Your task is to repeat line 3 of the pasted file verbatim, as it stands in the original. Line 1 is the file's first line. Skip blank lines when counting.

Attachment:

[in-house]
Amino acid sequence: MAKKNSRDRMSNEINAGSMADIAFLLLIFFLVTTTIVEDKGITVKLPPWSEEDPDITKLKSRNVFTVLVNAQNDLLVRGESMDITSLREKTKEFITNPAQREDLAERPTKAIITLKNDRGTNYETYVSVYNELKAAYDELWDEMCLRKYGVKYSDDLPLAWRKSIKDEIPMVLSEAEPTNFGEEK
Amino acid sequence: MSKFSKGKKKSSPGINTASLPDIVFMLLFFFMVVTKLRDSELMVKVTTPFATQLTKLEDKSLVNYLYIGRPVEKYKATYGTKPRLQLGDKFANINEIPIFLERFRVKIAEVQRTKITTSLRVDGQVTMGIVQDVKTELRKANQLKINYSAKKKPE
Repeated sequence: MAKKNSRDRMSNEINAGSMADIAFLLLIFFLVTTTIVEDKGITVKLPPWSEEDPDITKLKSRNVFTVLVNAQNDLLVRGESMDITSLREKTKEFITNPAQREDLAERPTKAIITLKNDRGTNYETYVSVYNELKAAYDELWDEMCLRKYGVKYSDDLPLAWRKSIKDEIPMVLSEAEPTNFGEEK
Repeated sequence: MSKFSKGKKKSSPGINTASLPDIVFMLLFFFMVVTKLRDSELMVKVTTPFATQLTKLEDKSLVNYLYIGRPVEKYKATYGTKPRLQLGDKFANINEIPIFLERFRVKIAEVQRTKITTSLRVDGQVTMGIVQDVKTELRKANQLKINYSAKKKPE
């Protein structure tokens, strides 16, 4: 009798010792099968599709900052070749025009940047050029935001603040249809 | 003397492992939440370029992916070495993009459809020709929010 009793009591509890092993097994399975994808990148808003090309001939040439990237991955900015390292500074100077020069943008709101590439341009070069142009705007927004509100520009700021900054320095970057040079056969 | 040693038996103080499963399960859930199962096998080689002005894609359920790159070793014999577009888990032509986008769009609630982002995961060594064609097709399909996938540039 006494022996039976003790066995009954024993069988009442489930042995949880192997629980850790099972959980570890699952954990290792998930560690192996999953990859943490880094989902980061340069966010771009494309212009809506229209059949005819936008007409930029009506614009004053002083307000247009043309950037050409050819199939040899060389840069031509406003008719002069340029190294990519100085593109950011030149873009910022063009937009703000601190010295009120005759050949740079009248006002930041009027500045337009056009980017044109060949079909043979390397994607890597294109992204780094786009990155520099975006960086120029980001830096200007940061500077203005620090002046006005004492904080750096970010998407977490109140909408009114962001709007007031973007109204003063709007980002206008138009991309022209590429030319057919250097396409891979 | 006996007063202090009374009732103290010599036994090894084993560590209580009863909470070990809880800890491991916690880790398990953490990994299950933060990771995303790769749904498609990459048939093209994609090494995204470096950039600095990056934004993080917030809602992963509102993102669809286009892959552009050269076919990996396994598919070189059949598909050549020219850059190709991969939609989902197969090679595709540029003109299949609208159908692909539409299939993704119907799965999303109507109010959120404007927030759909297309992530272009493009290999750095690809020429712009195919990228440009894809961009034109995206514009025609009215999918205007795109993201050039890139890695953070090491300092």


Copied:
Amino acid sequence: MSKFSKGKKKSSPGINTASLPDIVFMLLFFFMVVTKLRDSELMVKVTTPFATQLTKLEDKSLVNYLYIGRPVEKYKATYGTKPRLQLGDKFANINEIPIFLERFRVKIAEVQRTKITTSLRVDGQVTMGIVQDVKTELRKANQLKINYSAKKKPE